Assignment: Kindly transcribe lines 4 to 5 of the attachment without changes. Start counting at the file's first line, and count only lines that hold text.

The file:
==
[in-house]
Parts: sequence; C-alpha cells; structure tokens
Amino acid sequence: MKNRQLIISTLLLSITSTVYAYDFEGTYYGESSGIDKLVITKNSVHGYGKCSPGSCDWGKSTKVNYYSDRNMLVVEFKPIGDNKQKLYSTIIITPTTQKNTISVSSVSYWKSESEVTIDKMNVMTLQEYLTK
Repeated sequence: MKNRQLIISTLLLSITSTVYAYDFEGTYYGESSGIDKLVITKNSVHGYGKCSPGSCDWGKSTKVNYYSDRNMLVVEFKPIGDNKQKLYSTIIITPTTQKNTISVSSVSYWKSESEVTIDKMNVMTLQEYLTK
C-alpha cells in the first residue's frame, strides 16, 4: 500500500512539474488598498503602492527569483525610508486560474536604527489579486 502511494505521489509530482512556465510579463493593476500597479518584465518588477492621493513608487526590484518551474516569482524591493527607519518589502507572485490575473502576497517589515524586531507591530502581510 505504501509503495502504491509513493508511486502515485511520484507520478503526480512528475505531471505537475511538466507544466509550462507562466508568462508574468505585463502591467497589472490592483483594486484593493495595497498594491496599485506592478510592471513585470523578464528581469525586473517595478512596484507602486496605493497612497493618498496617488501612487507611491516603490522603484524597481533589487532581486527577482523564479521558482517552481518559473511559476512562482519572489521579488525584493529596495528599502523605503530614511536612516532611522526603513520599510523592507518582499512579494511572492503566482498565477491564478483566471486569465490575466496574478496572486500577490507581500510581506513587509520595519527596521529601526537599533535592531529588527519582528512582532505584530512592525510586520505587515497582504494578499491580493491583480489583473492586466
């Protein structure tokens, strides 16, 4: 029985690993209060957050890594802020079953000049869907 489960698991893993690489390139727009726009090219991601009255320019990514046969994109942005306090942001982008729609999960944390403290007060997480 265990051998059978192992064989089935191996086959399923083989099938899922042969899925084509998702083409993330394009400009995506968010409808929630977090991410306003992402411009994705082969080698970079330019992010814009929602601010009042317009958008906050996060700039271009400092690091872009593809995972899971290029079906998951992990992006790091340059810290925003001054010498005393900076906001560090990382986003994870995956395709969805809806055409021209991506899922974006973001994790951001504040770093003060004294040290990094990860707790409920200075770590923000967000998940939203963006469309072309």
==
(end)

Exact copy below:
Repeated sequence: MKNRQLIISTLLLSITSTVYAYDFEGTYYGESSGIDKLVITKNSVHGYGKCSPGSCDWGKSTKVNYYSDRNMLVVEFKPIGDNKQKLYSTIIITPTTQKNTISVSSVSYWKSESEVTIDKMNVMTLQEYLTK
C-alpha cells in the first residue's frame, strides 16, 4: 500500500512539474488598498503602492527569483525610508486560474536604527489579486 502511494505521489509530482512556465510579463493593476500597479518584465518588477492621493513608487526590484518551474516569482524591493527607519518589502507572485490575473502576497517589515524586531507591530502581510 505504501509503495502504491509513493508511486502515485511520484507520478503526480512528475505531471505537475511538466507544466509550462507562466508568462508574468505585463502591467497589472490592483483594486484593493495595497498594491496599485506592478510592471513585470523578464528581469525586473517595478512596484507602486496605493497612497493618498496617488501612487507611491516603490522603484524597481533589487532581486527577482523564479521558482517552481518559473511559476512562482519572489521579488525584493529596495528599502523605503530614511536612516532611522526603513520599510523592507518582499512579494511572492503566482498565477491564478483566471486569465490575466496574478496572486500577490507581500510581506513587509520595519527596521529601526537599533535592531529588527519582528512582532505584530512592525510586520505587515497582504494578499491580493491583480489583473492586466